The below list represents only planned manuscripts. Some of these manuscripts have not been received by the Editorial Office yet. Papers submitted to MDPI journals are subject to peer-review.
Title: Characterisation of contractile proteins from skeletal muscle using two-dimensional gel electrophoretic top-down proteomics
Authors: Kay Ohlendieck, Paul Dowling et al.
Affiliation: Department of Biology, Maynooth University, National University of Ireland Maynooth, Co. Kildare, Ireland
Email: [email protected]; [email protected]
Abstract: The contractile function of the skeletal muscle system is based on the dynamic arrangement of an unusual cell fibre type that is very large, multi-nucleated and extremely heterogeneous in its protein isoform composition. Over the last decade, both peptide-centric and protein-focused approaches were used for the systematic mass spectrometry-based proteomic analysis of skeletal muscle proteins. The application of top-down proteomics (TDP) provided data for absolute protein mass determination and detailed information on the identity of specific protein isoforms and their post-translational modifications. This makes TDP an ideal investigative tool of muscle protein biochemistry for determining the structure and function of macromolecular protein complexes. This review gives a general outline of the TDP approach in relation to skeletal muscle biology and focuses especially on the application of two-dimensional gel electrophoresis for studying alterations in distinct proteoforms of contractile proteins during physiological adaptations versus pathophysiological degeneration in the skeletal musculature.
Title: A proteomic view of cellular responses to anticancer quinoline-copper complexes
Author: Thierry Rabilloud
Affiliation: University Grenoble Alpes, Chemistry and Biology of Metals, CEA BIG, CNRS UMR 5249, F-38054 Grenoble, France
Email: [email protected]
Abstract: Copper chelates have been shown to exhibit interesting anticancer properties, bit their mechanism of action is still unclear. Proteasome inhibition is the main suggested mechanism, but other mechanism targeting histone deacetylase or the mTOR pathway. To get a better appraisal of the effects of copper chelates on cancer cells, we used a 2D gel-based proteomics approach. This approach detected the uniquitin-proteasome pathway as altered, but highlighted also several other pathways and putative targets, such as the endosomal-lysosomal pathway, the mitochondria or the actin cytoskeleton. Targeted validation experiments confirmed alterations in these pathways upon exposure of cancer cells to copper chelates, even at subtoxic doses.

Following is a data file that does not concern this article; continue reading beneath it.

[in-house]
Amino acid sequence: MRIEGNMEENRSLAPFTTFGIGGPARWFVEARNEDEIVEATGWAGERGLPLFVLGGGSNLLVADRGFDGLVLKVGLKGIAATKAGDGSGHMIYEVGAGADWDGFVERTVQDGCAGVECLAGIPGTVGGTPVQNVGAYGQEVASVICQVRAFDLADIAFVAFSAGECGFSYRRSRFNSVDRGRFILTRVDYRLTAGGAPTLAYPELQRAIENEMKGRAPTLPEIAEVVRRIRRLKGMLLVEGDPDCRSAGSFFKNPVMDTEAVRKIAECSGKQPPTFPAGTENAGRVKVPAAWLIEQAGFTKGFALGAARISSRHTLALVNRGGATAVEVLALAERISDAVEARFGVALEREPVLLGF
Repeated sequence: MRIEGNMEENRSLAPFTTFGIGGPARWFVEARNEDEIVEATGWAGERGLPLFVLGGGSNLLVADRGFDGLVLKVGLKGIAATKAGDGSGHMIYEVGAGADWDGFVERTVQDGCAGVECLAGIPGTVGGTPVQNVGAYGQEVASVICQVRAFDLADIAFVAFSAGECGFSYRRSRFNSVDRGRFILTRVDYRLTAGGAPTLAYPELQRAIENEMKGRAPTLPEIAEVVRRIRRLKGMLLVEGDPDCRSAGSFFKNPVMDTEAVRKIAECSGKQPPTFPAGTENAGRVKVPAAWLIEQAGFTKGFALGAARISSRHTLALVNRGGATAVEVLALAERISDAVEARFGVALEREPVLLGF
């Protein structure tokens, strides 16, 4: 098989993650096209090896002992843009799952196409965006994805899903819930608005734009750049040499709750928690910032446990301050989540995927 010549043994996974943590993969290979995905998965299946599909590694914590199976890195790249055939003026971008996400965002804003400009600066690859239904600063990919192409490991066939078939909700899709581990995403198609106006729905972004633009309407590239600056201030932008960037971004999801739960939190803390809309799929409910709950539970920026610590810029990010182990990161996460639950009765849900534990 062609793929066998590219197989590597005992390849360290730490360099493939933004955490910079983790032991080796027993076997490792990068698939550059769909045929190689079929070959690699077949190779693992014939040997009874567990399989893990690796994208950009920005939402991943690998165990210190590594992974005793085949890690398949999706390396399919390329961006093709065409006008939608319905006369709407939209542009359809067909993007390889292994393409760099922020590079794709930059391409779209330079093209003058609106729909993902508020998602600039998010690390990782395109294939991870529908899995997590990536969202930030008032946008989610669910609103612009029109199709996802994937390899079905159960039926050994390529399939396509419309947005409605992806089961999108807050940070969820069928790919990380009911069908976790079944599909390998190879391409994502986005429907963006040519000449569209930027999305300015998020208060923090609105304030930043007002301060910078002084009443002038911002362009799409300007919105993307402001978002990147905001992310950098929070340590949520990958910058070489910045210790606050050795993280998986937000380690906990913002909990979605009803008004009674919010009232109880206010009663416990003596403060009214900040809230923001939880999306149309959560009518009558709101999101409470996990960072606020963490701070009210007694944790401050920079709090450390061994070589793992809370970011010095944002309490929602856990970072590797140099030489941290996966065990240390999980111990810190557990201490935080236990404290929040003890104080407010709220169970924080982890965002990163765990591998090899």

Title: Top-down proteomics on chromatographic time scales using a using a novel ECD-QTOF configuration
Author: Blaine R. Roberts
Affiliation: The Florey Institute of Neuroscience and Mental Health, The University of Melbourne, Parkville, VIC, Australia
Email: [email protected]
Abstract: One limitation of a bottom-up proteomic strategy, which first digests proteins into peptides, is the lack of ability to determine the number of proteoforms present. Although bottom-up proteomics can described many post-translationally modified peptides associated with a single protein, it is not clear what the molar ratio of the PTMs were in the starting intact mixture. In other words, bottom-up provides the building pieces but not the information required to determine the protoforms that were present in the original sample. Top-down proteomics aims to bridge this gap by directly measuring the intact proteoforms. However, the technology required for top-down proteomics is not as mature or readily available as the current bottom-up technology. Here we describe the retrofitting of an QTOF mass spectrometer with an electron capture disassociation (ECD) cell. The ECD cells provides a means to fragment intact proteins. We characterize the use of the this cell on the QTOF and demonstrate the ability to sequence proteins up to ~ 30kDa. The protein spectra consisted primarily of c and z ions, though the ECD cell also produced a substantial number of d and w sidechain fragments. These side-chain fragments allow leucine/isoleucine or lysine/glutamine pairs to be distinguished, facilitating de novo sequencing. Labile post-translational modifications were also retained. The copper and zinc cofactors in superoxide dismutase (17 kDa) remained bound to their respective binding sites in ECD fragments. We then applied this technology to protein extracts from human brain to show that the ECD-QTOF can work on chromatographic time scales, in an automated fashion similar to data dependent acquisition used in bottom-up proteomics, to provide > 80% sequence coverage of proteins extracted from human brain tissue.
Title: Development of a database for inventory of human proteoforms
Author: Stanislav Naryzhny1,2